Sukma attack: Anguish, gloom engulf families of slain CRPF men

New Delhi: It was only nine days back when Surender Kumar was home on leave and had taken his wife and four-year-old daughter on a trip to the Golden Temple in Amritsar and Wagah border.

On Tuesday, his distraught family is struggling to come to terms with the news of his demise in the Sukma attack, clueless as they are about their lives without him.

Surender was among the 25 CRPF personnel who were in the Maoist ambush in Chhattisgarh's Sukma, one of the deadliest in years.

 Sukma attack: Anguish, gloom engulf families of slain CRPF men

Union Home Minister Rajnath Singh paying tribute to CRPF jawans killed in the Naxal attack in Chhattisgarh's Sukma district, in Raipur on Tuesday. PTI

Pushpraag Thakur, who learnt of his brother-in-law's death at 5:45 am on Tuesday, said he was proud of Surender's martyrdom, but had no expectations from the government. "We have no expectations from the government because we know that they will do nothing. They will bring in no new initiatives for the CRPF personnel or those in the army. I would like to question our defence minister and our prime minister that for how long this will continue. My brother-in-law and 24 other men died, but nobody is affected. All they do is put a garland on the martyrs' photos to be in the news. My brother-in-law has given his life for the country and I am proud of him, but why do we never see a minister's son becoming a martyr on the border?" Pushpraag told PTI.

Surender was the sole earning member in the family that lives in a three-room house in Mandi district of Himachal Pradesh (HP).

A phone call to Sanjay Kumar's home in Palampur, also in Himachal Pradesh, elicited wails of his inconsolable elder daughter who demanded nothing but justice for her father. "Papa ko justice dilao... papa ki kya galti thi (Do justice to my father, what was his fault)?" was all that was to be heard from the distressed daughter.

Sanjay's elder brother, Vijay Sharma said he was proud of his sacrifice but his voice mirrored Pushpraag's hopelessness and lack of trust in the government. "They say they will avenge the killings, but these are hollow words. They will forget everything in ten days," Vijay said.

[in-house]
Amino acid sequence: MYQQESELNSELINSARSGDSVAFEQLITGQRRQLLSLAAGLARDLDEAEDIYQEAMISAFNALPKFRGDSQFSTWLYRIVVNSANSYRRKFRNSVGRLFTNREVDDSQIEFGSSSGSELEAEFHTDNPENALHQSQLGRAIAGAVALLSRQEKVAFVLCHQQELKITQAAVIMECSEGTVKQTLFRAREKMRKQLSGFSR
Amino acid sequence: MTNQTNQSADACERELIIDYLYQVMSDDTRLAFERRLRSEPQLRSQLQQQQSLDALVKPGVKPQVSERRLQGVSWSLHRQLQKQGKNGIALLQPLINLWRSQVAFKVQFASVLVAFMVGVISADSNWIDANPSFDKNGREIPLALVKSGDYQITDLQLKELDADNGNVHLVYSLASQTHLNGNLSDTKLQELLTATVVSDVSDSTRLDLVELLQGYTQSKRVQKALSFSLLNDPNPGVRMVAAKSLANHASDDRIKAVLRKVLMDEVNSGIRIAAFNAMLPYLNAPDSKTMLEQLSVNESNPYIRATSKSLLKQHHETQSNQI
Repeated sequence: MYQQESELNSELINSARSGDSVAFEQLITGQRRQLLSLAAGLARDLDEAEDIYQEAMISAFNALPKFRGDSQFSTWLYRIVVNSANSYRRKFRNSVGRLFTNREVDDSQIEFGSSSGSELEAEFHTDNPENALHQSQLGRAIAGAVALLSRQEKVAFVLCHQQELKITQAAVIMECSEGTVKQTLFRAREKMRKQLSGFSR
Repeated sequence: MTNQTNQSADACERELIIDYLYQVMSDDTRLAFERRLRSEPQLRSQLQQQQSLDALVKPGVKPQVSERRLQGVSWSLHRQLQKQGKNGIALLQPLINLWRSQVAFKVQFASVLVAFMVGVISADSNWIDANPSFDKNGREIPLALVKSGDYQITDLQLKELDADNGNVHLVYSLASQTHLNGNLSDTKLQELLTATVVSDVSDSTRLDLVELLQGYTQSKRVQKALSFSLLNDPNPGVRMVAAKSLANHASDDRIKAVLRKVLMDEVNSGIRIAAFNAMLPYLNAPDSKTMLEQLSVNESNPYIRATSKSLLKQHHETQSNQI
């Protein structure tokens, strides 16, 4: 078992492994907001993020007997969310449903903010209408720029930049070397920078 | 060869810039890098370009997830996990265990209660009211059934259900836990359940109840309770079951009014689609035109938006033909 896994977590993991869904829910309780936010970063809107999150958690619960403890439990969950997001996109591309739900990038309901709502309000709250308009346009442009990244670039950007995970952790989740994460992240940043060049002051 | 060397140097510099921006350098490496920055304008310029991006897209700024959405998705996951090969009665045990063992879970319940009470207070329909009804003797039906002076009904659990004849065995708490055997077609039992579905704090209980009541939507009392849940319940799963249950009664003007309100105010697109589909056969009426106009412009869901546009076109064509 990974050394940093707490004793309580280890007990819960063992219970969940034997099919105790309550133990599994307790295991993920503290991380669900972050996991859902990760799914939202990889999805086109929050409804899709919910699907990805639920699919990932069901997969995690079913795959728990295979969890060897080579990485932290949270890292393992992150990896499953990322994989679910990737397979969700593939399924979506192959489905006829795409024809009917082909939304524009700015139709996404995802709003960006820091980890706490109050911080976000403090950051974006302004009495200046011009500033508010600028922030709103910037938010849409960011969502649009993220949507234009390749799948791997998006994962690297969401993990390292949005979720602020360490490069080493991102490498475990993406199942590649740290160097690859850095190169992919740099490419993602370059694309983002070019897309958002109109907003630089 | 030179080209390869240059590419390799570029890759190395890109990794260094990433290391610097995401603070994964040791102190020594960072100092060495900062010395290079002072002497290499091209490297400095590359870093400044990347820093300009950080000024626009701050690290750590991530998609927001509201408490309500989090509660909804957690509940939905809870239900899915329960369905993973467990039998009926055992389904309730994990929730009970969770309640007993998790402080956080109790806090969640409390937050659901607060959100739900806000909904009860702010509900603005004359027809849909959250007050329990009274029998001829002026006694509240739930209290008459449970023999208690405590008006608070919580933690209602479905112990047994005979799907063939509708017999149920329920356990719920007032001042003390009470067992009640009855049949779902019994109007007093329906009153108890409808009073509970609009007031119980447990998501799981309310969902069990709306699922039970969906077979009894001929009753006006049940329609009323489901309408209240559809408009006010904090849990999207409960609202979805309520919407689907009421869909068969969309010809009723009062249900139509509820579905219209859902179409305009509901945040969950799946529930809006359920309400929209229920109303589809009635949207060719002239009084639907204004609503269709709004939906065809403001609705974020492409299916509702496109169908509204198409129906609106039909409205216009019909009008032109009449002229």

In Kamarajar colony in Needamangalam town of Tamil Nadu, Sendhil Kumar has left behind a hapless mother, a distraught wife and an eight-year-old son. "I want my husband... I only want my husband back," his wife Vidhya said.

The father of Saurabh Kumar from Danapur in Bihar is proud of his son and all others who "fought bravely". "Yes, I am sad and hurt because he was my eldest son. He also has a 7-month-old baby. But, what can we do? This was decided by the almighty," he said.

However, he also insisted that the Naxal problem be resolved with compassion, and one must resort to violence only when everything else has failed. "The government's stand is not clear on this issue. Either they should talk to Naxals and bring them to the mainstream, or they must do whatever they did in Punjab and Sri Lanka... what happened to Veerappan must be done to the Naxals. Par pyaar se bahut kuchh jeeta ja sakta hai (But a lot can be won with love). Violence must be the last option," he said.

Meanwhile, there is hope for the family of constable Sher Mohammad, hailing from Bulandshahr in Uttar Pradesh. He was wounded in the encounter that followed the ambush and is recuperating in a hospital. "My son killed five naxalites and was injured. Now, he is in hospital. I am proud of my son. He has done a brave job. I am praying to Allah that my son can meet me in a good state.
Every villager is praying for him. He has been a good son," Mohammad's mother said.

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Updated Date: Apr 25, 2017 20:16:59 IST